You know what is always fun? Getting a GIF. Whether it’s via text or email, or whatever other communication styles the youngs are doing these days, GIFs always work. Even the lesser ones. There is a GIF for every occasion.
If a picture is worth a thousand words (pre-inflation—thanks, Biden) then a video is worth way more, and the silently looping GIF is the perfect example of that. These short clips, usually featuring a pop culture touchstone can deliver a message along with tone and usually can answer follow-up questions before they pop up.
Sometimes GIFs can substitute for the thing you don’t want to say, or bring levity to a tense or somber situation, unlocking a solution when you may not have the words to do the job. If you are doing it right, you could have a whole conversation of GIFs.
But the reason GIFs are really so great is that they connect you through a reference, a common moment you share with someone else. Picking a GIF to send to someone else extends an offering, a connection that you both understand. It asks, or insinuates, “you’ve seen this thing,” which sparks a shared memory or fondness for the source material. And in the end, isn’t the thing we want the most to be seen and related to?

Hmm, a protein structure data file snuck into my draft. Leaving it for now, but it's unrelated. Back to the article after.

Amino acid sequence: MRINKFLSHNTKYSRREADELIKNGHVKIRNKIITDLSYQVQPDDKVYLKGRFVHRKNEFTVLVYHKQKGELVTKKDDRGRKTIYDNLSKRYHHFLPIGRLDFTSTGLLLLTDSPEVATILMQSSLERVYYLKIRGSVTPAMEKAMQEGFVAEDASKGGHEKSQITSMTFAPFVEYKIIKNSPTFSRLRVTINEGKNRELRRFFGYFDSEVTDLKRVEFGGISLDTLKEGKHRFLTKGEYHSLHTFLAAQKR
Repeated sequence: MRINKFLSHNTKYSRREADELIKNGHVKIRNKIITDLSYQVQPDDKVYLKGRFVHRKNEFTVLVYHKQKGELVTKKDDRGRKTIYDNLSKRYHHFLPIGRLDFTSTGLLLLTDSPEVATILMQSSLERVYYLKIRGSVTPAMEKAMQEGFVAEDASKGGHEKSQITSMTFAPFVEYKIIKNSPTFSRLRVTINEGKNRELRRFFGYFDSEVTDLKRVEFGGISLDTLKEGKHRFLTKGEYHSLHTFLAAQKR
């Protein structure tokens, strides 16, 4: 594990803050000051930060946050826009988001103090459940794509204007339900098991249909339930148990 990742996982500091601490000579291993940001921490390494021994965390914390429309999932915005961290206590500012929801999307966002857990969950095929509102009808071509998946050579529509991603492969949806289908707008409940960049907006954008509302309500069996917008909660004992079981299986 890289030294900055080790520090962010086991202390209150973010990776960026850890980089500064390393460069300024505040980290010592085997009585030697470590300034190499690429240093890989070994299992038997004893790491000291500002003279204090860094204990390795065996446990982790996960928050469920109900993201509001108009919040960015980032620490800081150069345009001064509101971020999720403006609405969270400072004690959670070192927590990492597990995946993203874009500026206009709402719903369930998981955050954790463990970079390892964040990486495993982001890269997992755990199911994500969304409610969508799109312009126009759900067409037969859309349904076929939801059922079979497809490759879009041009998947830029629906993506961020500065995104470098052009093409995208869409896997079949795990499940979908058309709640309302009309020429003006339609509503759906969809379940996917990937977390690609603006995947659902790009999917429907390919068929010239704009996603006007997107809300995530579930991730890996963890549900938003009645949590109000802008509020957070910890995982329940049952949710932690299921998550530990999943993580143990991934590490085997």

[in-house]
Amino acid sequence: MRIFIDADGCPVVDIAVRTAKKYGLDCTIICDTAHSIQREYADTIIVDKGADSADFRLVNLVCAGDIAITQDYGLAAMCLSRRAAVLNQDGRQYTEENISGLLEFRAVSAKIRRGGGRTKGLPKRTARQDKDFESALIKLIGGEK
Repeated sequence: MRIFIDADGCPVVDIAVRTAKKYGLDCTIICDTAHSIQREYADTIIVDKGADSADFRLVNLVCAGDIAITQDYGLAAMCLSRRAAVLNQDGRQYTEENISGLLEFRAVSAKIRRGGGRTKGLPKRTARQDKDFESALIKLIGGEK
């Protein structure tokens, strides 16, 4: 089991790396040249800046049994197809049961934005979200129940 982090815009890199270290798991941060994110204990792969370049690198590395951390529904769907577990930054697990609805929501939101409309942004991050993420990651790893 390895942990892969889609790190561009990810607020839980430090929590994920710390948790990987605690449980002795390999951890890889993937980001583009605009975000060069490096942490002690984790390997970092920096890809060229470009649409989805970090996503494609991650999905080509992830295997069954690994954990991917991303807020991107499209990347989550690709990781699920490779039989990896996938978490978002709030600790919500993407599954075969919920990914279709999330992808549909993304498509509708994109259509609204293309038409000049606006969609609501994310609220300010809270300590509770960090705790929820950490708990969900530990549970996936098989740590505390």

Oh, YOU also know the ins and outs of Wayne’s World or Clue? While I would agree that nostalgia can sometimes be a bit of a hacky way to gain approval, picking GIFs is curating specific nostalgia, relevant for a person and a moment. And the more obscure of a moment you can connect on, the better.
Maybe one day it’ll feel like a communication crutch, but I believe in the lasting power of GIF. Long live our referential overlords!